Writer Peter Morgan's legendary battle between Richard Nixon, the disgraced president with a legacy to save, and David Frost, a jet-setting television personality with a name to make, in the story of the historic encounter that changed both their lives. For three years after being forced from office, Nixon remained silent. But in summer 1977, the steely, cunning former commander-in-chief agreed to sit for one all-inclusive interview to confront the questions of his time in office and the Watergate scandal that ended his presidency. Nixon surprised everyone in selecting Frost as his televised confessor, intending to easily outfox the breezy British showman and secure a place in the hearts and minds of Americans (as well as a $600,000 fee). Likewise, Frost's team harbored doubts about their boss' ability to hold his own. But as cameras rolled, a charged battle of wits resulted. Written by
Max Elliott Slade:
Man standing by camera at around 1h 5mins. First appearance in a film in over 12 years, though uncredited as the 'Smith crew'. See more »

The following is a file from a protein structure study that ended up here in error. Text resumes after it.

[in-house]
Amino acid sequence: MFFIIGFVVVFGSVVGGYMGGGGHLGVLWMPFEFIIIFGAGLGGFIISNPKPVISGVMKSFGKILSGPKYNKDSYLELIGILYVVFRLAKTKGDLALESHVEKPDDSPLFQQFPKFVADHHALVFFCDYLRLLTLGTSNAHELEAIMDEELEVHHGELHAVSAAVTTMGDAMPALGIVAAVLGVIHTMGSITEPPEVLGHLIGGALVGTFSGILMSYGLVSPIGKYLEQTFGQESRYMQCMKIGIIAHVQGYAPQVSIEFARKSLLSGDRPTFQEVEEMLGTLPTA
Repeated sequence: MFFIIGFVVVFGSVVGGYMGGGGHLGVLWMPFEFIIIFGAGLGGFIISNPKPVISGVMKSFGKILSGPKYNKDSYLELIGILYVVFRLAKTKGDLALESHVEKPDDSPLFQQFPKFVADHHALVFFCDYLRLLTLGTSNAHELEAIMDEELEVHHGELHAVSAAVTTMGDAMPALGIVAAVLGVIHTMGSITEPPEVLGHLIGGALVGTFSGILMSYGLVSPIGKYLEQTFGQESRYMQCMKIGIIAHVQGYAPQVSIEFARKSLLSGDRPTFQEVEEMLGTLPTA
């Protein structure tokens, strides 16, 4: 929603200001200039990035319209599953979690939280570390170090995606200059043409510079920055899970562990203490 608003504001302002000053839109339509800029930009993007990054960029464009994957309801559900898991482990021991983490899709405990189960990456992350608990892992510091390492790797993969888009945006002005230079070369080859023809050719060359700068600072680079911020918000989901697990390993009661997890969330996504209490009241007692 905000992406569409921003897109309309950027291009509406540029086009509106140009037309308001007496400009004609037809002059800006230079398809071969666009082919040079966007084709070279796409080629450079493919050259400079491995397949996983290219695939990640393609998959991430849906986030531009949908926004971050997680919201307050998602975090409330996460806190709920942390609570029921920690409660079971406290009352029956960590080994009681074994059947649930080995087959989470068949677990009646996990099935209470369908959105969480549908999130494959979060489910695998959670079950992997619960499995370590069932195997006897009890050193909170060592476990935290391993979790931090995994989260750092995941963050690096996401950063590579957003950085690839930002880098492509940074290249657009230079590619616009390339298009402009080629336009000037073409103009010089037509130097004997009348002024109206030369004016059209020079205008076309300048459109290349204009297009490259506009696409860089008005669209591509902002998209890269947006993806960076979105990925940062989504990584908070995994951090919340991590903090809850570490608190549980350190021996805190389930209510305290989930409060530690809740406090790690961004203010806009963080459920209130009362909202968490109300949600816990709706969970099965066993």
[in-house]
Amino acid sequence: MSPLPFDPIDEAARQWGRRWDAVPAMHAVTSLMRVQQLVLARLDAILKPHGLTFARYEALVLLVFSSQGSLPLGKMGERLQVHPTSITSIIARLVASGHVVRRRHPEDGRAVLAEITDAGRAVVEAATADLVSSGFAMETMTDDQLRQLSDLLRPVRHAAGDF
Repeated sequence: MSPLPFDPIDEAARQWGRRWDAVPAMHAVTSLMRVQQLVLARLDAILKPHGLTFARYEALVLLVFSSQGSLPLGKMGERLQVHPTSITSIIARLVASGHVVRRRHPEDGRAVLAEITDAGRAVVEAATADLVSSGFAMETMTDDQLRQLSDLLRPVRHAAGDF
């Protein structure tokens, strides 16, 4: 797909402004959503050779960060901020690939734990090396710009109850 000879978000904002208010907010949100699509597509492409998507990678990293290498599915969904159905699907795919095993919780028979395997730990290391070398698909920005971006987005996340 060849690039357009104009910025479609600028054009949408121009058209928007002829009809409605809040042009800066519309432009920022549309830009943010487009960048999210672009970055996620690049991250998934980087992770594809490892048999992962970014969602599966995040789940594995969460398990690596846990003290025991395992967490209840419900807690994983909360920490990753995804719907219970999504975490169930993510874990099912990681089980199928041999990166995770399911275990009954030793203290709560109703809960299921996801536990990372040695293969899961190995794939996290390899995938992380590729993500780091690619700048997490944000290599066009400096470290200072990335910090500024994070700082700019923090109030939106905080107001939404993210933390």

Frost's check for Nixon, drawn on the "First Trust Bank of London", is in dollars, not pounds, as one might expect of a British check. However, London and New York (GBP and USD) banking centres enjoy a unique relationship: a USD cheque can be cashed (in either USD, or converted into GBP) in London, and a GBP cheque can be cashed (in either GBP or converted into USD) in New York. A multi-currency account drawn on a London bank can, therefore, be made out in USD. See more »
I wouldn't want to be a Russian leader. They never know when they're being taped.
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Michael Sheen and Frank Langella are credited simultaneously before the title. Sheen's name is on a lower level, but further to the left; while Langella's is higher up, but pushed to the right. Therefore, depending on whether you read the card top-to-bottom or left-to-right, either actor can be seen as being credited first. See more »
A remarkable performance by Frank Langella as Richard Nixon transforms this unexpected Ron Howard film into a gripping and unforgettable experience. The behind the scenes of the famous David Frost, Richard Nixon interviews pale in comparison to the compelling sight of Nixon/Langella thinking. It was difficult to forget that Michael Sheen was not Tony Blair but David Frost. Sheen's Frost is an entertaining foil to Langella's somber,sad, desolate portrait of the former president. Ron Howard finds a winning pace giving the true tale a fictional slant. Unfortunately I never saw the stage production and the film never betrays its theatrical origins. In a bizarre sort of way this is Ron Howard's most cinematic film. I highly recommend it.
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